These Wineries Are Rethinking the Napa Valley Tasting Experience

From underground sanctuaries to horseback-led tours, these experiences offer more than the conventional tasting.


At Hourglass, owners Jeff Smith and wife Carolyn Duryea are as thoughtful about the tunes as the wines.

Photo by Matt Morris

The winery tasting experience is so universal that you often know what to expect before you arrive: a row of glasses; a few pours; perhaps some cheese; a comment or two about aromas or tannins. But it doesn’t have to always be that way.

Several wineries in the Napa Valley are reimagining the experience. They’re offering tastings in unusual environments or matching them with ATV adventures, horseback rides, or unconventional food pairings. Here are some places that are rethinking the whole thing.

Jarvis Estate Winery (Napa)

The hills covered with native grasses and trees on Atlas Peak northeast of Napa are so beautiful that Jarvis Estate Winery owners Leticia and William Jarvis built underground to preserve the landscape.

For visitors, each step deeper into the dusty tunnels with parabolic curves and moody lighting, past curved bronze doorways, oversize casks, and metal tanks, builds intrigue. The sound of rushing water creates anticipation for the moment you arrive at an underground waterfall not far from the tasting room. Here, estate-grown Burgundian chardonnays, silky cabernet francs, and merlot blends are precise and full of personality.

RD Winery (Napa)

Food and wine pairing at RD Winery in Napa Valley.

RD’s wine and small bite pairings make use of Asian-inspired flavors.

Jessie Beck

During most tastings, there’s a moment when the host says something like this sauvignon blanc is delicious with sushi—but you’re nibbling on a breadstick. “Unless you experience it, it’s hard to imagine how those pairings would work,” says Mailynh Phan, CEO of RD Winery, Napa’s only Vietnamese-owned wine brand.

The winery’s pan-Asian Fifth Moon pairing menu matches varietals like grüner veltliner with green curry–dusted popcorn and rosé with spicy chilled melon soup. Pork bao complements both the tart red fruit in the RD zinfandel and the alluring Hundred Knot grenache. Whether you’re on the patio, or in the serene blue tasting room, you’ll come away with a new wine pairing inspiration.

Inglenook (Rutherford)

The journey up Inglenook’s long tree-lined front drive feels like a scene from a movie, which is not surprising given proprietor Francis Ford Coppola’s flair for dramatic scenes.

The winery, which produced its first vintage in 1882, is filled with his favorite things, including a collection of vintage movie viewers and the car from the film Tucker. A highlight is the Athenaeum—a library with Gothic vaulted ceilings that’s filled with books, music, art, and games.

Get cozy with some estate cabernet sauvignon to the sounds of vintage jazz recordings by Miles Davis or Louis Armstrong, or perhaps a 1964 João Gilberto and Stan Getz album. Don’t miss original paintings by Robert DeNiro Sr. and director Akira Kurosawa.

The Terraces (Rutherford)

A pink and green cow visible from the Silverado Trail is the only clue to the immersive wine, art, and nature experience that awaits at the Terraces, an estate winery tucked into the Rutherford hills. Co-owner Sharon Crull says an ATV is the best way to explore the 120-acre property, which includes cider orchards, art installations, and a historic stone building.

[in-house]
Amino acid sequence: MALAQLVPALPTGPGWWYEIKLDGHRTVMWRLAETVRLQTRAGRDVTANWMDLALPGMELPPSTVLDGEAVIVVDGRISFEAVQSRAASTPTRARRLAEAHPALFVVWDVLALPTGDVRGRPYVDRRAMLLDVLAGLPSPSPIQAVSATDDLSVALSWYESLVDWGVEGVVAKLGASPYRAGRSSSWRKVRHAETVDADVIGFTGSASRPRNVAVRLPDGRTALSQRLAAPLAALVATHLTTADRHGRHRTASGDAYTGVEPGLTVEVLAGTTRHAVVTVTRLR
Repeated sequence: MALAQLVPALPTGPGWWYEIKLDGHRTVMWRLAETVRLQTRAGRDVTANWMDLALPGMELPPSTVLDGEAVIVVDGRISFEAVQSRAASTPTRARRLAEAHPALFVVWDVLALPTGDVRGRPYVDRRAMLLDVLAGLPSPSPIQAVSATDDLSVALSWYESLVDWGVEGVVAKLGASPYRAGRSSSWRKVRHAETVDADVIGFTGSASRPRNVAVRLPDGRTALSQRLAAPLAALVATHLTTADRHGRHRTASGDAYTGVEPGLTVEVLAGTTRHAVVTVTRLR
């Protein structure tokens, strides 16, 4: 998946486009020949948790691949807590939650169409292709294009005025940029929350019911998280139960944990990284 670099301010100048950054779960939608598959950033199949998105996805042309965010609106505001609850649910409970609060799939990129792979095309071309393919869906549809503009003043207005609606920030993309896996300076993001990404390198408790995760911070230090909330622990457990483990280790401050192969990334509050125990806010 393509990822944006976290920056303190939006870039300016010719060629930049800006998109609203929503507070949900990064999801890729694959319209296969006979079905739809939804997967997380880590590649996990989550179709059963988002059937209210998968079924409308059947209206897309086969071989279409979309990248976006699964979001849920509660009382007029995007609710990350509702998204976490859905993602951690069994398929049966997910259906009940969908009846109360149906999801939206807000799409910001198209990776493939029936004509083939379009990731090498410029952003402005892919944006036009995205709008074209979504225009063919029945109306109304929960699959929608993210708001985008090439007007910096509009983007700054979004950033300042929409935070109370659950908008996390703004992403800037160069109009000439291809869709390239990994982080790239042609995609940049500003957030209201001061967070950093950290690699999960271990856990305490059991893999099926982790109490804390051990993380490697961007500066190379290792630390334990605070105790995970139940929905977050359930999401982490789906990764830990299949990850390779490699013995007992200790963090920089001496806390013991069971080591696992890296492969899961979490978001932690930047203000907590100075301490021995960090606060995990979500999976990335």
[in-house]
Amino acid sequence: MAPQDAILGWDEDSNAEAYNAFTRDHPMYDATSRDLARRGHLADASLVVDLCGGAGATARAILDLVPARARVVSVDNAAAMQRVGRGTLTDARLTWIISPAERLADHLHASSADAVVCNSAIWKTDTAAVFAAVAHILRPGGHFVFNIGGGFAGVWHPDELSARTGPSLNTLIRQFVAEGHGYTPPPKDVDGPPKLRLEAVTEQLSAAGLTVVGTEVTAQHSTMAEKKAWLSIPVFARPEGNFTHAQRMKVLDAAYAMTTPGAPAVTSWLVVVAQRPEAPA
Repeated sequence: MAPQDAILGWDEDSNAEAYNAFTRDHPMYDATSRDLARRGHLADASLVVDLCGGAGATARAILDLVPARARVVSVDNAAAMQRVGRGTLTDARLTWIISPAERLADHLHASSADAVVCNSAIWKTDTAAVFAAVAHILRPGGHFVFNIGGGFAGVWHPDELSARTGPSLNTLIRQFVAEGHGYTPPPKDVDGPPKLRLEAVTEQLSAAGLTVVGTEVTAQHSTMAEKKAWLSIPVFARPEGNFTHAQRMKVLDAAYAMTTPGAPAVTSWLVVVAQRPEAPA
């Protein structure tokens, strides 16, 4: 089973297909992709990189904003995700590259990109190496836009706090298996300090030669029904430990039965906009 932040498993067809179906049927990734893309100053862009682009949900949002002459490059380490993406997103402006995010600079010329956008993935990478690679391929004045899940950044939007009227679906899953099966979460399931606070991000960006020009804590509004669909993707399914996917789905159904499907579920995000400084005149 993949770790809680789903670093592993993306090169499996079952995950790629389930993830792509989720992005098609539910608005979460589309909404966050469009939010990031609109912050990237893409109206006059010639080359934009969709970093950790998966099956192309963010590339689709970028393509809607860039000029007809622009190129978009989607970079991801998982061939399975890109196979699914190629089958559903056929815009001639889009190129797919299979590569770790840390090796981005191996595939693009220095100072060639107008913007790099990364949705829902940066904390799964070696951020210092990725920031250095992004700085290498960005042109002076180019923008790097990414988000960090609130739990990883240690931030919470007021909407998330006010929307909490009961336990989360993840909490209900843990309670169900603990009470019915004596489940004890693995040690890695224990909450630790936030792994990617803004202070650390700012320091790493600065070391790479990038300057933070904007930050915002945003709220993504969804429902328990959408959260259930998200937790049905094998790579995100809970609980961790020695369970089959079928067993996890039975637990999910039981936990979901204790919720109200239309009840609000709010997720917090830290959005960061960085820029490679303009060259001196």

After a stop for a balsamic vinegar tasting that includes seeing the tiny wood casks where it’s aged, head back to the winery for husband Timm Crull’s estate hard apple cider made like champagne, plus wines that include a lush chenin blanc sourced from the prestigious Clarksburg region, a tropical tasting falanghina, and a violet-scented cabernet franc.

Shadybrook Estate Winery (Napa)

Two riders on horseback in a vineyard

Explore vineyards by horseback at Shadybrook Estate.

Photo by Suzanne Becker Bronk

When the founders of Shadybrook Estate Winery purchased the Rapp Ranch’s Bordeaux vineyard in 2016, they learned the property once bred award-winning racing and rodeo horses. That equestrian heritage continues today in a stable of 12 horses that take guests on trail rides past vineyards and old oaks.

After your dismount, the Ultimate Ranch Experience continues with aromatic Carneros pinot noir, a bright cabernet sauvignon with more acidity that reflects the Coombsville style, and a charcuterie board generous enough for a large group. You’re just 10 minutes from downtown Napa, but gazing out at the mountains you’ll feel a world away.

Hourglass (Calistoga)

After the 2020 Glass Fire destroyed their minimalist digs, Hourglass Winery owners Jeff Smith and wife Carolyn Duryea created an alfresco tasting salon amid sculptural burned-out trees called the Boneyard.

A stripped-down green Airstream is ringed by trees, a garden, and a grand dining table topped in malachite print tile. Smith, a rocker turned vintner, installed a modern turntable and vintage Klipsch speakers to play a diverse vinyl collection.

A textured wine like its Blueline Estate 36 vibes with the Clash’s London Calling, while the silkier Hourglass Estate cab might evoke the Marias’ Cinema. “The mystery of sound is much like the approach we take with our wines—an old-school/new-school effort to create dimension, richness, vibrancy,” says Smith.

Maria Hunt, a freelance journalist specializing in cultural stories around wine, food, design, and wellness, has written for Esquire, Dwell, Architectural Digest, the New York Times, Wine Enthusiast, and the Christian Science Monitor. She’s the author of The Bubbly Bar: Champagne + Sparkling Wine Cocktails for Every Occasion (Clarkson Potter, 2009).
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